The Cambridge Grammar of the English Language (Page 335) says:

A count noun denotes a class of individuated entities of the same kind. Boy, for example, denotes the class of boys.

For example, in (1) the count noun boy denotes the class of boys but is combined with A to denote an individuated entity. And the same is true with the count noun human.

(1) A boy is a young male human.

But when used alone (without any determiner such as a), as in (2), the count nouns boy and human cannot seem to denote the class:

(2) *Boy is young male human.

Why is that?

(Although this is a why question, I hope this is detailed enough to be answerable.)

  • 3
    Because English.
    – Hot Licks
    Nov 12, 2019 at 3:13
  • Count nouns in the singular form would require an article. And yes, as pointed out above, it is just that way.
    – QuIcKmAtHs
    Nov 12, 2019 at 7:26
  • Just to confuse matters more (why not?), add a comma and "Boy is young, male human" is a grammatically correct sentence.
    – Spencer
    Nov 19, 2019 at 11:16
  • @Spencer I couldn't care less about more confusion, if necessary. Are you sure the sentence with a comma is correct? Please explain how adding a comma makes the difference.
    – JK2
    Nov 19, 2019 at 15:15
  • @JK2 Because the meanings change. It is NOT the meaning the sentence in the question is trying to convey. "Boy" becomes a proper noun and "male human" becomes a direct address. The sentence is unlikely to ever be heard except in the movie Tarzan versus the Aliens.
    – Spencer
    Nov 19, 2019 at 15:30

1 Answer 1


There is a constraint on the well-formedness of English noun phrases that an NP with a singular count noun as Head (of the nominal), must have an overt Determiner. Consider:

  • What's this?
  • *Pen (ungrammatical)

And then compare this with:

  • What's this?
  • A/my/Bob's/some/the pen. (grammatical!)

So, in short, it is not that in the string Boy is young male human, the word boy cannot represent the class of boys. Rather, it's the case that the string is not well formed and is therefore uninterpretable.

Of course, nouns occur mainly in noun phrases. Noun phrases are complex, and like other types of phrases can often be thought of as constructions. It is only once a noun enters into a construction in some way that we can give it a salient interpretation.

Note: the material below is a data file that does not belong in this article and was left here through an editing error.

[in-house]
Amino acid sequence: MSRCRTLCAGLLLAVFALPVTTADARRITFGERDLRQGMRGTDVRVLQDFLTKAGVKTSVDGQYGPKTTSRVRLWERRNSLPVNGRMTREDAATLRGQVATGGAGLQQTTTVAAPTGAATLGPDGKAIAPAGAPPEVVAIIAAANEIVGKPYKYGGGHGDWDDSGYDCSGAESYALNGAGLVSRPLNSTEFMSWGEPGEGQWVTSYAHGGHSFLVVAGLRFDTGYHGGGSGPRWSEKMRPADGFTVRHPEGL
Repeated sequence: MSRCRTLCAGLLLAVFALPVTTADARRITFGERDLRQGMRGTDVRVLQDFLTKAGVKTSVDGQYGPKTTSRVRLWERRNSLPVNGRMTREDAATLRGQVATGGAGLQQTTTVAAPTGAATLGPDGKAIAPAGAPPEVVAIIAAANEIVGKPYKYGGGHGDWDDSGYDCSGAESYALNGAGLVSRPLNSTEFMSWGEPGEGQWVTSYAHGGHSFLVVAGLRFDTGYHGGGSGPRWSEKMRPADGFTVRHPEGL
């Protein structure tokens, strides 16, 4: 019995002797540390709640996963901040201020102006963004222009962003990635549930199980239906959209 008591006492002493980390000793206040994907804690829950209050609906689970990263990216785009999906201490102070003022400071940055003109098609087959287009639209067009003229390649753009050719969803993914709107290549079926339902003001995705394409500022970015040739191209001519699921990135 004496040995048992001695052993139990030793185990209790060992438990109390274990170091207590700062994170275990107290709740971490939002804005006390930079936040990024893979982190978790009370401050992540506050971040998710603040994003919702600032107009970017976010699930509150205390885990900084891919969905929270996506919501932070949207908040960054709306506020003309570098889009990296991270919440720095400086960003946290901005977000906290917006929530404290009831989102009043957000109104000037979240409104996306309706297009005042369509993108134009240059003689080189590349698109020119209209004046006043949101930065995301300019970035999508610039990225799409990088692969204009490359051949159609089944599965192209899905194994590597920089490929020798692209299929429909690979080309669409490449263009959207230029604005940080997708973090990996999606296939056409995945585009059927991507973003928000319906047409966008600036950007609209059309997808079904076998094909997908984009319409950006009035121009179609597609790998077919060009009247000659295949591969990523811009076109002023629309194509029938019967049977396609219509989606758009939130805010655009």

Notice that when CamGEL refer to Boy in that quote they are referring to the lexeme boy not the singular uninflected form of the noun in particular.

  • If it's really about a constraint on the well-formedness of English noun phrases that an NP with a singular count noun as Head (of the nominal), must have an overt Determiner, why is it that you can say Man is a political animal. and not A man is a political animal. or The man is a political animal.? Do you think man is an exception or boy is an exception?
    – JK2
    Nov 24, 2019 at 1:55
  • @JK2 Man is a proper noun there. Nov 24, 2019 at 9:43
  • Man is capitalized not because it's a proper noun but because it's the first word in the sentence. For example, you can say I think man is a political animal, where man is not capitalized. Not all capitalized nouns are proper nouns, but all proper nouns are capitalized. And I know of no dictionary or grammar that claims that man in this sense is a proper noun. Do you?
    – JK2
    Nov 25, 2019 at 3:28
  • @JK2 The capitalisation is irrelevant. Incidentally, it's just a peverse fact that we use capitals for kingdoms, phyla etc, etc, but not species. Still proper nouns as far as I can tell (compare with the Latin counterparts homo sapiens etc). However, if I'm wrong (don't think I am), it makes no odds really. That would just be a freaky exception. Note that man has a completely different meaning here (for example, has nothing to do with maleness). This constraint is well-known and well-discussed. Nov 25, 2019 at 19:40
  • @JK2 So, basically, not the same lexeme. Nov 25, 2019 at 22:11

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